A Nigerian-born lawyer has shared her experiences of developing a career in the North East and also offered her support of the Chamber’s Race, Ethnicity and Discrimination (RED) Commission’s work.
Amanda Adeola is a Partner with BHP Law and specialises in family law.
Her career started with a degree from London Metropolitan University and a professional practice qualification from Huddersfield University. Like many young solicitors she found it difficult to get a training contract after her studies. However, a lucky move to the North East, as her husband had a new job in Richmond, opened up an opportunity to work as a paralegal at Hodgsons & Mortimer. She was able to subsequently qualify as a solicitor in the firm.
Amanda Adeola explained what initially appealed to her about legal work as a career She said: “My passion for the law was forged in my childhood and the desire to fight for injustice. My mother owned a cleaning business in Nigeria that tendered for official contracts in both private and public sectors. On occasions when she has delivered the work on time and to cost, and fulfilled her part of her contract, to get paid often was an issue. The system was flawed, and it was more about how wealthy you were or who you knew. This fired up a great desire to get justice for people when they had been ill-served. I wanted to make sure people were treated properly where I can.”
This background informed her career development into the field of family law and dealing with divorce, finance and private law children matters. Another appeal of this legal work was that there were very few black lawyers in this field in the region and she was keen to encourage other people from minority backgrounds to do it as well.
She joined BHP Law in 2018 and was promoted to Partner in 2019.Amanda also sits part time as a Chair of the Valuation Tribunal for England
With regard to her career development and lessons learnt, Amanda Adeola is keen to pass on her knowledge of the positive impact of having a diverse workforce.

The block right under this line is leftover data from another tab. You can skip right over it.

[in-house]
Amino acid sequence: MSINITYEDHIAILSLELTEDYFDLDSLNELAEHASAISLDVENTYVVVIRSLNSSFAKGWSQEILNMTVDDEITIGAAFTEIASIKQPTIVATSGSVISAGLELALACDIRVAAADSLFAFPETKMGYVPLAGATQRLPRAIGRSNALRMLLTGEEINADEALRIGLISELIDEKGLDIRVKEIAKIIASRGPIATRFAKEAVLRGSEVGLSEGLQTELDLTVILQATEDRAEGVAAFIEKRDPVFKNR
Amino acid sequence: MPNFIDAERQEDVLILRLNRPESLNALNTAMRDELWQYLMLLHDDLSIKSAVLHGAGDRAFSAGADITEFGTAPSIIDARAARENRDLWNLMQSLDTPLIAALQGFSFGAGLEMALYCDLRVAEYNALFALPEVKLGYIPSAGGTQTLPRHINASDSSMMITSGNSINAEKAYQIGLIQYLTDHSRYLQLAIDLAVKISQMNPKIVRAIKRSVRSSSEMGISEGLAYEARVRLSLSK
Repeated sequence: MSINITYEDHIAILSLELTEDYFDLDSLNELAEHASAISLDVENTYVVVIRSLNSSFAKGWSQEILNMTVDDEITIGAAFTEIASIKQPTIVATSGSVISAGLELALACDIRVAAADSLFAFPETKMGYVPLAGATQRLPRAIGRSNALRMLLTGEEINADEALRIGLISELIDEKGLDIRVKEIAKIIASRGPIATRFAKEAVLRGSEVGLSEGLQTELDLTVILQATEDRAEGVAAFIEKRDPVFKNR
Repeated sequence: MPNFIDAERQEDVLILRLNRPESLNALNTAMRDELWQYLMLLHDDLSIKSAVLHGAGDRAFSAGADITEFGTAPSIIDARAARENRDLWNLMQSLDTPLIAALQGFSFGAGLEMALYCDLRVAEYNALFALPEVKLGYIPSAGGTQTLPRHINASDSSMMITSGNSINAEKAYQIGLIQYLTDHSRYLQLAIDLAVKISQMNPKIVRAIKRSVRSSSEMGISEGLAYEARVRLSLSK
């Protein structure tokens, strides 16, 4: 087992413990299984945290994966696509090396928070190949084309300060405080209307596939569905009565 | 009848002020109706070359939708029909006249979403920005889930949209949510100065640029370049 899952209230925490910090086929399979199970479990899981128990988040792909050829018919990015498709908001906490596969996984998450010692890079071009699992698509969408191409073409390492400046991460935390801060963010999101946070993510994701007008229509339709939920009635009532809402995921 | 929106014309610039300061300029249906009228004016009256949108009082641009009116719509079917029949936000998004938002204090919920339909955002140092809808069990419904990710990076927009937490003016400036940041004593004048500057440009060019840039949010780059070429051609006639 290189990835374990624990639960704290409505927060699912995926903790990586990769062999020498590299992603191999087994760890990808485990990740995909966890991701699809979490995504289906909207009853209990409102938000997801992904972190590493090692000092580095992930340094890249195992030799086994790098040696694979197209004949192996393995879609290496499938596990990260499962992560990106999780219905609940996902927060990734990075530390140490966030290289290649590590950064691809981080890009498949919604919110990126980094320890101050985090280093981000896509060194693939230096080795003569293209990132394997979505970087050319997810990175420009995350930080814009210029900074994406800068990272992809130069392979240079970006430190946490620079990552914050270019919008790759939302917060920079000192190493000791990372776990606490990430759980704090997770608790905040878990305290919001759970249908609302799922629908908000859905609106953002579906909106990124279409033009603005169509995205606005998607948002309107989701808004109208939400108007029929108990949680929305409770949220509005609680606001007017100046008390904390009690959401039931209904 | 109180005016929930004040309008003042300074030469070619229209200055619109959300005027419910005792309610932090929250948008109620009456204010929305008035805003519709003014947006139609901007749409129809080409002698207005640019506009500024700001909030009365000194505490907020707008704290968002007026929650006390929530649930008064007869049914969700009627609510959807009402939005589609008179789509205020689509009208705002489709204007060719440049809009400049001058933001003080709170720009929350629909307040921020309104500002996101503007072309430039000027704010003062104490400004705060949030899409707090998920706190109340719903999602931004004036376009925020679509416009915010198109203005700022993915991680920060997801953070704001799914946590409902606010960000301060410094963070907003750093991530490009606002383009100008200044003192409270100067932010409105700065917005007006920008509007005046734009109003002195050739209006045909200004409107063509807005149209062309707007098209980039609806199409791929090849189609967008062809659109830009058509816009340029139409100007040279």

She said: “Diversity and Inclusion is very important to not just me as an individual but to us all as a society. The beauty of diversity is that it allows us to experience different ideas, ways of doing things and allows us to see things from a different perspective. When we have a diverse workforce, it creates an atmosphere of impossibilities. Research shows that organisations with a diverse workforce thrives better therefore this is an advantage for us all and our economy”
“In my work I’m very keen to work with people whatever their needs, and to cultivate an inclusive culture where clients come to me, no matter their race or religion.”
Amanda Adeola believes the North East has to do more to have diversity in the companies’ senior management teams. She said: “I sometimes hear businesses say that they have robust anti-discrimination/Diversity and Inclusion policies. Then I don’t always see minority groups represented in their senior management teams so I’m interested to see why that is the case and if they are helping those people to progress. I am very supportive of the Chamber’s RED commission and its work to help the North East do more to be inclusive.
“I have always stood out, I’m almost 6ft, black, female lawyer and I’m usually the only black person in the room. Being classed as “other” is not something you notice until you are the only one in the room but being inclusive and having a diverse workforce means that we can be ourselves in any setting that we find ourselves, no matter your race, ethnicity, or background. My mother taught me to be authentic and true to myself so despite standing out as I do, I have always been determined to be brave, and to be myself. My belief is that people are capable of achieving anything when they put their mind to it regardless of their protected characteristics.
“Inclusivity has to be taught from a young age. My children’s home is Darlington and I want them to grow up feeling comfortable here. Everyone should be treated with kindness and respect.”
RED Commission Survey
The Chamber is committed to doing all it can to make the North East the best place in which to build businesses and careers. Last autumn we launched a Commission, to explore what needs to be done to address issues in relation to Race, Ethnicity and Discrimination in our region, to celebrate best practice and to support our businesses to be the most positive, inclusive employers they can be. As part of this work we have launched a short survey to gather your views and experiences of these issues, please fill it in here.